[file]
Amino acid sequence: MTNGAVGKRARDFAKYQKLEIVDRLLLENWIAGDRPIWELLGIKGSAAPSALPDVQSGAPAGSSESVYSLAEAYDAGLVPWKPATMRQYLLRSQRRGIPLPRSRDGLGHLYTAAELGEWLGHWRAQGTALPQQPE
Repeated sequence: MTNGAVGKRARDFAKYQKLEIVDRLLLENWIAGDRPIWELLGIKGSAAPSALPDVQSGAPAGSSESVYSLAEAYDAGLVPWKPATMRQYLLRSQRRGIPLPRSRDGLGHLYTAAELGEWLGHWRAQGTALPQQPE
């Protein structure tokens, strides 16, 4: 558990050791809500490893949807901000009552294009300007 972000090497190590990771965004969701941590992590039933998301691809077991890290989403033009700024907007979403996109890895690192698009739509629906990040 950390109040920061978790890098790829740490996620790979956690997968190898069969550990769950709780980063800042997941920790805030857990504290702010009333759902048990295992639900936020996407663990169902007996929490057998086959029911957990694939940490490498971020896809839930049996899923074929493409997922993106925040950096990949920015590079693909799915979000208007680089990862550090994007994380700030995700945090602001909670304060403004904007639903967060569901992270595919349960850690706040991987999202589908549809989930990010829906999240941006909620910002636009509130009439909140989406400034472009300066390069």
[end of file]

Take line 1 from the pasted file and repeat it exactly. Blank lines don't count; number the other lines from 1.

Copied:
Amino acid sequence: MTNGAVGKRARDFAKYQKLEIVDRLLLENWIAGDRPIWELLGIKGSAAPSALPDVQSGAPAGSSESVYSLAEAYDAGLVPWKPATMRQYLLRSQRRGIPLPRSRDGLGHLYTAAELGEWLGHWRAQGTALPQQPE